CJ also thinks many teenagers will need help to familiarise themselves with socialising.
The teenager added: "They are going to struggle on how to socialise because there is not a mute button in real life, you can't just go on mute and not say something in real life, I think there is going to be a lot of support needed for how to socalise with people and stuff like that."
But if teenagers do need support CJ says there are plenty of mechanisms out there to help, especially online.
CJ added: "Headstart's website and Moodspark has lots of useful information on and if not the youth centre does a sort of meeting thing where you can email in and they can talk to you and you have a one-to-one. There is always Kooth online to get support.
"The main thing is don't be afraid to reach out to people if you do need support.
"Don't be ashamed as it's like there are loads of young people who do need support as they struggle coming out of lockdown."
CJ thinks there is quite a bit of support for young people and that if they are struggling with their mental health, it's better to get help now than it is to wait until adulthood.
The teenager added: "When you get to adulthood, your just kind of like chucked into a pool of sharks and no one really helps you.
"So I think it is really useful to help young people before it can evolve to adult stage where it's really bad.
"Keep the coping mechanisms up while they are younger it helps them keep healthy mechanisms before they get to an adult and then not know what to do as like they have been left in a sea of sharks and struggling."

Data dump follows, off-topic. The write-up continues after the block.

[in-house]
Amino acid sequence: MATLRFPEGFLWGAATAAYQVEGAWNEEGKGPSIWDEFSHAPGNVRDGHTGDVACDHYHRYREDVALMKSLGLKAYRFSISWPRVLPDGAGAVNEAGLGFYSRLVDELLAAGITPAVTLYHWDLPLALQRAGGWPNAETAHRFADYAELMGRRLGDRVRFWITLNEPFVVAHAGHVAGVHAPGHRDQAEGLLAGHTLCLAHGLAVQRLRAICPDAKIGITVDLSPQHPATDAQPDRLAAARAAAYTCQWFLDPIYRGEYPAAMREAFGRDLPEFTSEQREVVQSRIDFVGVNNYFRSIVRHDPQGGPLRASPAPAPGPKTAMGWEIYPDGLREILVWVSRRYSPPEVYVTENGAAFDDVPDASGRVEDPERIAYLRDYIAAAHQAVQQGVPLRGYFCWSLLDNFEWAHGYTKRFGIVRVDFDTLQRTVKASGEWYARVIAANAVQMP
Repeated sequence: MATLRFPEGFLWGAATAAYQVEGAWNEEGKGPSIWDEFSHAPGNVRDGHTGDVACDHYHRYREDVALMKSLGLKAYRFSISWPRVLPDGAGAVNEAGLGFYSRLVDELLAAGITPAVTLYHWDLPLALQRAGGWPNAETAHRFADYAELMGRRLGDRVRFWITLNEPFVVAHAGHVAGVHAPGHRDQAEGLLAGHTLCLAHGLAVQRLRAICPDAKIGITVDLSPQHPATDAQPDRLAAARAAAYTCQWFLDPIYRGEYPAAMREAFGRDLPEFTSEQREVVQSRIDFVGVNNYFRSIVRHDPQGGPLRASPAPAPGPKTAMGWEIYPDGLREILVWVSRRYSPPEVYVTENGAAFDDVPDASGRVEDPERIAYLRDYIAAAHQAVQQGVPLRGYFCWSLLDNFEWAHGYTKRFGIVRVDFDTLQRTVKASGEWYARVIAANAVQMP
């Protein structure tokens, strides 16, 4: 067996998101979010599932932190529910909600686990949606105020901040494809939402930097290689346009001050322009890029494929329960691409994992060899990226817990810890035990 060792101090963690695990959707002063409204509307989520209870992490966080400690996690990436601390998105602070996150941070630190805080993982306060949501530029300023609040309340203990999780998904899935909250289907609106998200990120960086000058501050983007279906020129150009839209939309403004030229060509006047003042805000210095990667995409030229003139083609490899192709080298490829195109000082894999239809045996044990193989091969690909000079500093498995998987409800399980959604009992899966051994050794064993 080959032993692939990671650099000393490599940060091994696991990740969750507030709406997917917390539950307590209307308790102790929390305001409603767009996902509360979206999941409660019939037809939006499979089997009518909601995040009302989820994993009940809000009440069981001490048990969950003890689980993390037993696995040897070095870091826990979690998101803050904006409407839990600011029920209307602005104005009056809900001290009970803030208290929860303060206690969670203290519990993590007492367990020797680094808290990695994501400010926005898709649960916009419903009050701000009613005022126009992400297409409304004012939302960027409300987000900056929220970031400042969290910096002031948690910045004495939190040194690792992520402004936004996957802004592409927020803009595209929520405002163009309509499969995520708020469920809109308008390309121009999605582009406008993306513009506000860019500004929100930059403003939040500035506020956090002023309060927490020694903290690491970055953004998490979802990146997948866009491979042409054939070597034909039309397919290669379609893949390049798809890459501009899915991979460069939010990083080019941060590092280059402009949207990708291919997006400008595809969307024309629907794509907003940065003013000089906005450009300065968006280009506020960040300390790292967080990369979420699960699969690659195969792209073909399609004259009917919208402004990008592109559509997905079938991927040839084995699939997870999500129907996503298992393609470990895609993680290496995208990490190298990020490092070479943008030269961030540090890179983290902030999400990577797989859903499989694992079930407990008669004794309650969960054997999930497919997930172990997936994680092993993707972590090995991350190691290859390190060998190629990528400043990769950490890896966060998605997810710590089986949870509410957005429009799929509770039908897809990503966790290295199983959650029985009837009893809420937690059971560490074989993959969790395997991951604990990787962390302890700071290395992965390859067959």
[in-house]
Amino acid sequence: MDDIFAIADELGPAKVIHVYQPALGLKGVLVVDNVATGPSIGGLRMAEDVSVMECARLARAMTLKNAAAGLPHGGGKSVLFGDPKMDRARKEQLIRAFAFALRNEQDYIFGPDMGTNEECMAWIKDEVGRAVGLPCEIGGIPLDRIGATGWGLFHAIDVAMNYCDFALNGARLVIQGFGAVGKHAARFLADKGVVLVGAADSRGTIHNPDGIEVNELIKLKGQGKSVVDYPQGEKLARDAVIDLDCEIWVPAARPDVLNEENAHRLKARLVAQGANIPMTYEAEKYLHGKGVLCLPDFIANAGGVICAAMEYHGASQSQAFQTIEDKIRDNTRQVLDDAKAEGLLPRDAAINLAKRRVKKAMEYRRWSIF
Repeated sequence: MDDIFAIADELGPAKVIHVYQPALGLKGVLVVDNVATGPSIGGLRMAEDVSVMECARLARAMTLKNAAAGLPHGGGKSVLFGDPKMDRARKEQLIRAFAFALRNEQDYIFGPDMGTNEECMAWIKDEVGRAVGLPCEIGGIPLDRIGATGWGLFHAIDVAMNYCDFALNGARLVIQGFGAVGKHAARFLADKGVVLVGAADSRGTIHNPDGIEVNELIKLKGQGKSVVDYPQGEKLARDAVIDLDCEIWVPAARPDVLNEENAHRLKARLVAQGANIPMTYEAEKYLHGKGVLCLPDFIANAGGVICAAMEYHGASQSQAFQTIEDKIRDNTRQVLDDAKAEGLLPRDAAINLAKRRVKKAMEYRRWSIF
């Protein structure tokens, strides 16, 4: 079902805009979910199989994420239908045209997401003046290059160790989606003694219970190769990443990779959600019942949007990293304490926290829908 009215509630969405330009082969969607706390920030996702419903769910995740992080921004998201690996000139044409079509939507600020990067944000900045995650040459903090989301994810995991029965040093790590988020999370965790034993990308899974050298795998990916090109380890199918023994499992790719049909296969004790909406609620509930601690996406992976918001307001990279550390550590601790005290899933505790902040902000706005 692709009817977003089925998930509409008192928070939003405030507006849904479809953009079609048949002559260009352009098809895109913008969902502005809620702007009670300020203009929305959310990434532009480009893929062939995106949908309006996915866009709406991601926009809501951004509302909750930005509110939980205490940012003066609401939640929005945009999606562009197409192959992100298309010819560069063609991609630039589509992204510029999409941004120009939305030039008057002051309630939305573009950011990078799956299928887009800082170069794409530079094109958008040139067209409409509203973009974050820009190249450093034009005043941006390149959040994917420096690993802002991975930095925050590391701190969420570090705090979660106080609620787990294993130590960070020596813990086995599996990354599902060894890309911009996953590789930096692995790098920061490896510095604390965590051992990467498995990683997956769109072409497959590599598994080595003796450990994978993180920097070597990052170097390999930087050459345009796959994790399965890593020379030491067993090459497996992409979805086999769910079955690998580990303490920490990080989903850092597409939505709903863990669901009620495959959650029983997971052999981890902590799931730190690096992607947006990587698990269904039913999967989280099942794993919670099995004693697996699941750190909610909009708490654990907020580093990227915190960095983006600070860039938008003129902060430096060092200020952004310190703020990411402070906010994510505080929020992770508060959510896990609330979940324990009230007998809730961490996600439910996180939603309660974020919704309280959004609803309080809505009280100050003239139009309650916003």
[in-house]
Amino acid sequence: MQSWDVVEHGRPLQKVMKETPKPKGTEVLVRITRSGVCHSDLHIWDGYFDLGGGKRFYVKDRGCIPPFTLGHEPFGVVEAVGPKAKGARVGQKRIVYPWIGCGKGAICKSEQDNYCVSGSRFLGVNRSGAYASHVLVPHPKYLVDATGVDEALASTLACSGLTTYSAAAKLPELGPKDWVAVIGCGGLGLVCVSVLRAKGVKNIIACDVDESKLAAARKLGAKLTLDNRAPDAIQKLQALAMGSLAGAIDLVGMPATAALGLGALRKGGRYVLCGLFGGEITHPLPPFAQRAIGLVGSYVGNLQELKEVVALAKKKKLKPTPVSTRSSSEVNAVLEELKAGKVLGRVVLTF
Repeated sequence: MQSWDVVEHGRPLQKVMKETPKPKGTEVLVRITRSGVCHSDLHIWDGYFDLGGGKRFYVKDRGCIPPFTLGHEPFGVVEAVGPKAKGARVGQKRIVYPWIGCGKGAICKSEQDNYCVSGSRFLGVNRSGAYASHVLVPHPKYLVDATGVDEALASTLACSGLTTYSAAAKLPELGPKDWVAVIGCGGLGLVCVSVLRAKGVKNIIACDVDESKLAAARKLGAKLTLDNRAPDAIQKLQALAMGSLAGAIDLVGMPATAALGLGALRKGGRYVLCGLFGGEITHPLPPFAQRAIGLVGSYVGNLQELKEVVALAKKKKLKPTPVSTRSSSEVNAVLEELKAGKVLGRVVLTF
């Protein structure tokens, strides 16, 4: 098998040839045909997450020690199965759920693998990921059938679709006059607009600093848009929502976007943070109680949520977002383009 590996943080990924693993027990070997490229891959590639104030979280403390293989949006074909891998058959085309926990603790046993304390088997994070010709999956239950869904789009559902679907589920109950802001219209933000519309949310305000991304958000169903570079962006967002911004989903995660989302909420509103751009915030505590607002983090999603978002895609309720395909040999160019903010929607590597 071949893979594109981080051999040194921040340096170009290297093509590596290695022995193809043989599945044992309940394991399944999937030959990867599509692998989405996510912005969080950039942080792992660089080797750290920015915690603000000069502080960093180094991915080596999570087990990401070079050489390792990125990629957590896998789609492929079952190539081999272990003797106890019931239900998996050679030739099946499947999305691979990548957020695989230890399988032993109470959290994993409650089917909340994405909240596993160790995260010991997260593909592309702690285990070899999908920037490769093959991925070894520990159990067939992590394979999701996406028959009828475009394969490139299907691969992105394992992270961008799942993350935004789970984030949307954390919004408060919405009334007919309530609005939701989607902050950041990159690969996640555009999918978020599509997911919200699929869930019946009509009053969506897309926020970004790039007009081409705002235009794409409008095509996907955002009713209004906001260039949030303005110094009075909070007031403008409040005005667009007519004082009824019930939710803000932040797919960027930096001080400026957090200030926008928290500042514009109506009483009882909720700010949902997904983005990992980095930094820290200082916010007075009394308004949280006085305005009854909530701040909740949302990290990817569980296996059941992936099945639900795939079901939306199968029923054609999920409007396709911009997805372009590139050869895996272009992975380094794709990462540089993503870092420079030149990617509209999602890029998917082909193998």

And CJ says some teenagers are feeling frustrated by the world we live in at the moment.
CJ said: "I've seen young people get very frustrated, like on my online lessons, I've seen people say like, 'don't do the work, what's the point in this all anyway'.
"Everyone is getting very dejected by everything going on and they have nothing to really look forward to any more because like tomorrow is the same day as yesterday, but I have different lesson.
"Tomorrow's the same day before that, I roll out of bed I go on to the teams and I get off an hour later."
And of course, teenagers often face anxiety as they are working out who they are as well as coping with family problems.
CJ identifies as non-binary and asexual and has even helped other mentoring adults to understand what that exactly means.
The teenager added: "With Headstart I was having a conversation with one of the workers and she was saying how they had training on gender identity and pronouns and she went on to tell me something that made no sense, did not apply, and I was like, that's not right.
"So I talked her through it and she was like 'Oh, do you want to make a PowerPoint for us to learn, accurate information we need to know'.
"Because I am non-binary I was like OK we will start with pronouns because pronouns people struggle with because mine are 'they and them' and are probably the hardest pronouns to learn.
"So I think helping one person with that and then moving on to help a whole organisation in the future would be very beneficial for people because I know many young people struggle with their gender identity or their sexuality, then for people to tell them false information is kind of more harmful than it is beneficial."
"The main problem I had they were saying stuff and I was like, yes, but that applied like 30 years ago, that makes no sense in 2021.